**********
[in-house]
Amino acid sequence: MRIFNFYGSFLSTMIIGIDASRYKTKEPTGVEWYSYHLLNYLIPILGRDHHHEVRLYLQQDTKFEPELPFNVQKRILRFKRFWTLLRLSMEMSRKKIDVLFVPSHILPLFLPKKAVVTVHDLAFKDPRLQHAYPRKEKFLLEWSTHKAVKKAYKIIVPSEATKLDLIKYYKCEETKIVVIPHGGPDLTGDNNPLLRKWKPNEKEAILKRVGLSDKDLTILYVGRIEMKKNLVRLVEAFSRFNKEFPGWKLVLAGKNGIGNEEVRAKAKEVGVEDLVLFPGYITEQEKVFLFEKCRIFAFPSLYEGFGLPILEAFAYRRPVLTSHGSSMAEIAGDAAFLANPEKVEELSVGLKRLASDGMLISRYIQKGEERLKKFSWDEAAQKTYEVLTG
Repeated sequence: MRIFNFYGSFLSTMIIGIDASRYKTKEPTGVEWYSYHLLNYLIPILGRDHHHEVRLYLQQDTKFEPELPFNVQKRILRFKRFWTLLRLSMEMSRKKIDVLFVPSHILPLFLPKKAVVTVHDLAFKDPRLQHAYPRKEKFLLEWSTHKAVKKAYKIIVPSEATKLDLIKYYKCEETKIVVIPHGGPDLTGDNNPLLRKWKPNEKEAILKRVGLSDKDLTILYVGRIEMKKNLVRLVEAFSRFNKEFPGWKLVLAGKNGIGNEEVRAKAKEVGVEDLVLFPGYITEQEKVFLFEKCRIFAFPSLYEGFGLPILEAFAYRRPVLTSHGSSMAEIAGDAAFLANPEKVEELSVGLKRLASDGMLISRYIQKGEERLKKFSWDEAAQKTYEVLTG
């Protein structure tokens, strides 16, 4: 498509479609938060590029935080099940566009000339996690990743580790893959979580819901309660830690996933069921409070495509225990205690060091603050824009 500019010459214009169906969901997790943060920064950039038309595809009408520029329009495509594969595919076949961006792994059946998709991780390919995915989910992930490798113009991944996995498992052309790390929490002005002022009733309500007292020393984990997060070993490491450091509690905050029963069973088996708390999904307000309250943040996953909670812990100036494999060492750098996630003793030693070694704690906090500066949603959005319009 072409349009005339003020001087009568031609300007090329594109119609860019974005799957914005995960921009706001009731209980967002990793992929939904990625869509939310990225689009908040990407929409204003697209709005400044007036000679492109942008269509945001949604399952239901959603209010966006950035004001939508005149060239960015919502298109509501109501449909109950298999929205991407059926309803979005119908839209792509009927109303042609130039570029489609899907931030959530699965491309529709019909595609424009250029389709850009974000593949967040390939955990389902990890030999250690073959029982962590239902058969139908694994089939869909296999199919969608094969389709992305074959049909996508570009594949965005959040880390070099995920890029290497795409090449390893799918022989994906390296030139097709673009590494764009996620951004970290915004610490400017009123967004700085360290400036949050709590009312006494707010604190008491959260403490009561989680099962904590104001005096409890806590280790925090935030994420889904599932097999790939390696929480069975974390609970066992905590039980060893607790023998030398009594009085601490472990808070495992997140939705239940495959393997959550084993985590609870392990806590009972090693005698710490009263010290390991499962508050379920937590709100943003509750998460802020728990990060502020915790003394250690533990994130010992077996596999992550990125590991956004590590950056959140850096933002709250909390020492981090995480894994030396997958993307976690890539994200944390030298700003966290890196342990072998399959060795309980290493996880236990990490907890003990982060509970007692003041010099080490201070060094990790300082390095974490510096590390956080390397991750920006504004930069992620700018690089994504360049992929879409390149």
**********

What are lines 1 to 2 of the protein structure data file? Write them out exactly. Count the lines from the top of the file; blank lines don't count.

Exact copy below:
[in-house]
Amino acid sequence: MRIFNFYGSFLSTMIIGIDASRYKTKEPTGVEWYSYHLLNYLIPILGRDHHHEVRLYLQQDTKFEPELPFNVQKRILRFKRFWTLLRLSMEMSRKKIDVLFVPSHILPLFLPKKAVVTVHDLAFKDPRLQHAYPRKEKFLLEWSTHKAVKKAYKIIVPSEATKLDLIKYYKCEETKIVVIPHGGPDLTGDNNPLLRKWKPNEKEAILKRVGLSDKDLTILYVGRIEMKKNLVRLVEAFSRFNKEFPGWKLVLAGKNGIGNEEVRAKAKEVGVEDLVLFPGYITEQEKVFLFEKCRIFAFPSLYEGFGLPILEAFAYRRPVLTSHGSSMAEIAGDAAFLANPEKVEELSVGLKRLASDGMLISRYIQKGEERLKKFSWDEAAQKTYEVLTG